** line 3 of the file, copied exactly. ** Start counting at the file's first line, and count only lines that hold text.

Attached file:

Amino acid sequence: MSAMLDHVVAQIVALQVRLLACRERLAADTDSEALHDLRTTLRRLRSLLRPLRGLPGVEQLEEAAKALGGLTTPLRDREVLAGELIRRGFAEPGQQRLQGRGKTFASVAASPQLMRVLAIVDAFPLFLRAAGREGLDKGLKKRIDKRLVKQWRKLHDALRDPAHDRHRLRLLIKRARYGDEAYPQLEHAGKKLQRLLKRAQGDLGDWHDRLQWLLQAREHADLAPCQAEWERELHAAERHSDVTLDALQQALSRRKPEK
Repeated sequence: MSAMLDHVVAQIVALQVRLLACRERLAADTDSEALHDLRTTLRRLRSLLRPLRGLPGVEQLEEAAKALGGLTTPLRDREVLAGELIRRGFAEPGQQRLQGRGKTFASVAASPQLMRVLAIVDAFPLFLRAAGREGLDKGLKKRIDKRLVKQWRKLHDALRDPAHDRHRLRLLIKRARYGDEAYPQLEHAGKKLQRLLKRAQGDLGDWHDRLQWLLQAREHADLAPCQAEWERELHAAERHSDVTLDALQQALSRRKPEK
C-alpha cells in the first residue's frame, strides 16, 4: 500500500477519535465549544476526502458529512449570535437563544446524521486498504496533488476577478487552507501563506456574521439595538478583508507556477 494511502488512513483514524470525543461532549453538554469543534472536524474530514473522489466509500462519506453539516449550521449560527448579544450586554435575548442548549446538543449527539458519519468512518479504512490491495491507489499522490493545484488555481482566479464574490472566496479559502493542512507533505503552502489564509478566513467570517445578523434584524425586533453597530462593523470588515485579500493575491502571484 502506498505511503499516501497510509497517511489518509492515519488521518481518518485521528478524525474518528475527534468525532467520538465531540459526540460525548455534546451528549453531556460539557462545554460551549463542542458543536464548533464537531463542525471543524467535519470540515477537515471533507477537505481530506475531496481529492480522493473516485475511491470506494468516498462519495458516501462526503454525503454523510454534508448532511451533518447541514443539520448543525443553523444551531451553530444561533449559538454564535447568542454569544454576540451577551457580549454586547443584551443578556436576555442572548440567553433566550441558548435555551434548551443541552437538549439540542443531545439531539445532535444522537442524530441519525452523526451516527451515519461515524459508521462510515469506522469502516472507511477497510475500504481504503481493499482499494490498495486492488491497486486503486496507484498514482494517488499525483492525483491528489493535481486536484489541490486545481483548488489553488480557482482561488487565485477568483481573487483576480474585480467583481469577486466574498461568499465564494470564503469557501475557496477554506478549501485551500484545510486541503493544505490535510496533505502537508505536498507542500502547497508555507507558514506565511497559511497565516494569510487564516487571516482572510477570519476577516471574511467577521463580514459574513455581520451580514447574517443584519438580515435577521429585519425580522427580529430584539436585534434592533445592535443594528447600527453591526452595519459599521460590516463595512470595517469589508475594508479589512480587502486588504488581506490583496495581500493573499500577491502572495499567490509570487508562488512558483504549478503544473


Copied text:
C-alpha cells in the first residue's frame, strides 16, 4: 500500500477519535465549544476526502458529512449570535437563544446524521486498504496533488476577478487552507501563506456574521439595538478583508507556477 494511502488512513483514524470525543461532549453538554469543534472536524474530514473522489466509500462519506453539516449550521449560527448579544450586554435575548442548549446538543449527539458519519468512518479504512490491495491507489499522490493545484488555481482566479464574490472566496479559502493542512507533505503552502489564509478566513467570517445578523434584524425586533453597530462593523470588515485579500493575491502571484 502506498505511503499516501497510509497517511489518509492515519488521518481518518485521528478524525474518528475527534468525532467520538465531540459526540460525548455534546451528549453531556460539557462545554460551549463542542458543536464548533464537531463542525471543524467535519470540515477537515471533507477537505481530506475531496481529492480522493473516485475511491470506494468516498462519495458516501462526503454525503454523510454534508448532511451533518447541514443539520448543525443553523444551531451553530444561533449559538454564535447568542454569544454576540451577551457580549454586547443584551443578556436576555442572548440567553433566550441558548435555551434548551443541552437538549439540542443531545439531539445532535444522537442524530441519525452523526451516527451515519461515524459508521462510515469506522469502516472507511477497510475500504481504503481493499482499494490498495486492488491497486486503486496507484498514482494517488499525483492525483491528489493535481486536484489541490486545481483548488489553488480557482482561488487565485477568483481573487483576480474585480467583481469577486466574498461568499465564494470564503469557501475557496477554506478549501485551500484545510486541503493544505490535510496533505502537508505536498507542500502547497508555507507558514506565511497559511497565516494569510487564516487571516482572510477570519476577516471574511467577521463580514459574513455581520451580514447574517443584519438580515435577521429585519425580522427580529430584539436585534434592533445592535443594528447600527453591526452595519459599521460590516463595512470595517469589508475594508479589512480587502486588504488581506490583496495581500493573499500577491502572495499567490509570487508562488512558483504549478503544473